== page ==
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  2. Gosh, that's about as tricky as the formula I used for adding chlorine to my rainwater tank after a week of heavy rains combined with dirty gutters to muck up the water in my holding tank. Got my gutters cleaned this week and then as I was doing the calculations on how many litres of water were in my tank (31,000L), and how much chlorine I needed to add, I realised this is one of the few times in my life when those geometry formulas I learned long ago actually come in handy.

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    1. I used the Metabolic Rate formula for calculating relative pasture needs for big and small cows, but that was about it. Your water tank is a cylinder or a squashed sphere?

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    2. Hm-m-m! I can't even visualise what a squashed sphere would look like.

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  3. My heart rate generally runs 70 to 90, but I'm a smoker.

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  4. normal blood pressure for me used to be 210/200...that was normal...we have it almost normal now..140/74 which gets me high fives from the nurse and receptionist..my pulse rate is 64...you can stand me on railroad tracks with train coming and it's still 64..I call walmart ..HOUSE OF SATAN.

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    1. How did you live at that high blood pressure? No stroke or heart attack? Your guardian angels were working overtime. 64 is a good pulse rate. Mine is usually 60 or less.

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  5. My pulse has always been slow: lower forties. When I go to the VA for a check the machine always red lights and I have to explain I don't need a crash cart. I was very physically active up through age forty and I think the slower heart rate adjust for my now lack of activity - a good thing.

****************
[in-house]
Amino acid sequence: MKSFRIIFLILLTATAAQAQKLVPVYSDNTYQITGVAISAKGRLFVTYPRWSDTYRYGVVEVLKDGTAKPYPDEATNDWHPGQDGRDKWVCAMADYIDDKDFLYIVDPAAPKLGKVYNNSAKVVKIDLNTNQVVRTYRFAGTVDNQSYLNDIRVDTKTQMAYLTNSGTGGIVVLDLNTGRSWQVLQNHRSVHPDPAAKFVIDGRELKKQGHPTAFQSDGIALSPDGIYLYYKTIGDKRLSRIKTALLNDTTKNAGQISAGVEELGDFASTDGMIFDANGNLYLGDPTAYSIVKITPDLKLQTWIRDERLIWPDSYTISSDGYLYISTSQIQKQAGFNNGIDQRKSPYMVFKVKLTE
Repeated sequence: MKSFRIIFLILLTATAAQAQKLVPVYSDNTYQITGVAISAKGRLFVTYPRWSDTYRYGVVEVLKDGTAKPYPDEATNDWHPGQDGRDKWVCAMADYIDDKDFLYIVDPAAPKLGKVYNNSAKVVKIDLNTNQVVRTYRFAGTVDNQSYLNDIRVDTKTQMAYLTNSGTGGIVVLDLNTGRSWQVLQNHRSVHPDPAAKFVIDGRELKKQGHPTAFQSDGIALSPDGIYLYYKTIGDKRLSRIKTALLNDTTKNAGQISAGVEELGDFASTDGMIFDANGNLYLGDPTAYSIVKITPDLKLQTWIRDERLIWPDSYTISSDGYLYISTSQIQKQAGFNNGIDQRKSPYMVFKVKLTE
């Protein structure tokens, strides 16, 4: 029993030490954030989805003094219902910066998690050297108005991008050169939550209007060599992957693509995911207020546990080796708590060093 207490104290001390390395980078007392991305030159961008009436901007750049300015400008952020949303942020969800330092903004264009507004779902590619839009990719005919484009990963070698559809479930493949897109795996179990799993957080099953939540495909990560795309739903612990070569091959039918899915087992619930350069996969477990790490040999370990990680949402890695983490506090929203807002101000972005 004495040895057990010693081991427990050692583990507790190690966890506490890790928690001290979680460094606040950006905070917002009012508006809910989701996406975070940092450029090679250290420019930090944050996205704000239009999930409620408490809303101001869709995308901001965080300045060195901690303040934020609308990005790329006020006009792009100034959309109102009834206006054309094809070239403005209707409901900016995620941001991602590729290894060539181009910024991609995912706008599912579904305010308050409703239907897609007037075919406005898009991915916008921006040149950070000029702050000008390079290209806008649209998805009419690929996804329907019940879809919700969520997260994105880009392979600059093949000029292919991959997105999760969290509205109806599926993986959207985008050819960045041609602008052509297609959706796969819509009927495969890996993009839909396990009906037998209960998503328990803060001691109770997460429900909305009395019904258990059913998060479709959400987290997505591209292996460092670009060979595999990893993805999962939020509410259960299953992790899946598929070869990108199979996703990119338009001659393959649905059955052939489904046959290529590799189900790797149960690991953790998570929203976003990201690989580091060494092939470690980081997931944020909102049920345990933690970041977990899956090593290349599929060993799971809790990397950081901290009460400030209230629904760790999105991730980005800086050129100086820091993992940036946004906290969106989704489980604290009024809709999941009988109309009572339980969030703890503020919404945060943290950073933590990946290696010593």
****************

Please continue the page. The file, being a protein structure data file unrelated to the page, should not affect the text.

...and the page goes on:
the Ol'Buzzard

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    1. A few years ago, Tanya took my BP and my pulse was 50. then she took it again in a couple hours and it was 40. She called the ambulance. That was exciting

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  6. "The family joules" - bahahaha!!! I often joke that I have the heart rate of a gerbil. (A 5'-10" gerbil, so there goes the 'larger animal' theory.) I'm in good shape, my blood pressure is that of a 22-year-old, and if I'm lying down half asleep my heart rate is in the 50s... but even sitting and typing raises my heart rate to 72 bpm. When I'm kickboxing, it'll rev up to over 170 bpm, which is supposed to kill old folks like me. Wait for it...
    *keels over and croaks*

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  7. 72 is normal for a female, I think. Women have a higher body metabolism than men as I recall. 170 is pretty wild. You get right into it, don't you. Any Viking Berserkers in your family history?
    Regardless of my low pulse rate, my pace maker still makes the garage door go up and down when I see your pictures for the book covers.

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    1. Aw, thanks! *blushes* And I'm pretty sure I do have some berserker blood - I traced our family back to County Wexford, Ireland, which was one of the main Viking settlements 'way back in the day: https://en.wikipedia.org/wiki/History_of_Ireland_(800%E2%80%931169) It takes a lot to make me mad, but if somebody actually manages it, don't get in my way. At least I don't have a big red beard... yet... ;-)